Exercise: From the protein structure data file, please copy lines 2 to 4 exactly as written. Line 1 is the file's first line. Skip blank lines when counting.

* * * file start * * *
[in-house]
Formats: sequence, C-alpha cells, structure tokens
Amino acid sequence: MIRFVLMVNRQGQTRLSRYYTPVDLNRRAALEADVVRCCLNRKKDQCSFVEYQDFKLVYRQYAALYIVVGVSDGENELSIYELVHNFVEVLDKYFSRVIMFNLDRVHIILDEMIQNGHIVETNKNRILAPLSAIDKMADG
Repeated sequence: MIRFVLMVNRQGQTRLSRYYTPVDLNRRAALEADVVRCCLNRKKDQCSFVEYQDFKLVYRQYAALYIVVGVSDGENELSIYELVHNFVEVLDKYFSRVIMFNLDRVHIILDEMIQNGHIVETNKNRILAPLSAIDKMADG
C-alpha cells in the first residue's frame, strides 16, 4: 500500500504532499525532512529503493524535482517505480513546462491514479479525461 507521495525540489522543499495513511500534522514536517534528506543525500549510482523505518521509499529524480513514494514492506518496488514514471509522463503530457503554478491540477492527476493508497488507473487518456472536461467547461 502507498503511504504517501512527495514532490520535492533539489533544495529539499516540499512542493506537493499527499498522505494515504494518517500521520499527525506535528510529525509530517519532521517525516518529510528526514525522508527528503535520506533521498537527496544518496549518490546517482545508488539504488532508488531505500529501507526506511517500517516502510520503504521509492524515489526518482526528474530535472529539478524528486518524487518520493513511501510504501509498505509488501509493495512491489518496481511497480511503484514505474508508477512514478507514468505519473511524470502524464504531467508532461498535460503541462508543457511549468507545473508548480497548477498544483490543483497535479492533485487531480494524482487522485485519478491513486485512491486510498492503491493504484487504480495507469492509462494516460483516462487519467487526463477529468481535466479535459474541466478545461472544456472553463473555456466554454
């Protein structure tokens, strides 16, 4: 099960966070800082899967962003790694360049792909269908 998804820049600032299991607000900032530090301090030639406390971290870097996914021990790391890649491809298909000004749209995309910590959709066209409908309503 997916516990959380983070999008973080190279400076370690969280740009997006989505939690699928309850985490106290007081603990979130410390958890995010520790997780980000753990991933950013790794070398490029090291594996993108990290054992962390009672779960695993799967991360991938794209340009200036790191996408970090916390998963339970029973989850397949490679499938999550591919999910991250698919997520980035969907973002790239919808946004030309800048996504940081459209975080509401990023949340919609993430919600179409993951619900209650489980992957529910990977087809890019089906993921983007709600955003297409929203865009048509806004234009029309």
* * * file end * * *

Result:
Formats: sequence, C-alpha cells, structure tokens
Amino acid sequence: MIRFVLMVNRQGQTRLSRYYTPVDLNRRAALEADVVRCCLNRKKDQCSFVEYQDFKLVYRQYAALYIVVGVSDGENELSIYELVHNFVEVLDKYFSRVIMFNLDRVHIILDEMIQNGHIVETNKNRILAPLSAIDKMADG
Repeated sequence: MIRFVLMVNRQGQTRLSRYYTPVDLNRRAALEADVVRCCLNRKKDQCSFVEYQDFKLVYRQYAALYIVVGVSDGENELSIYELVHNFVEVLDKYFSRVIMFNLDRVHIILDEMIQNGHIVETNKNRILAPLSAIDKMADG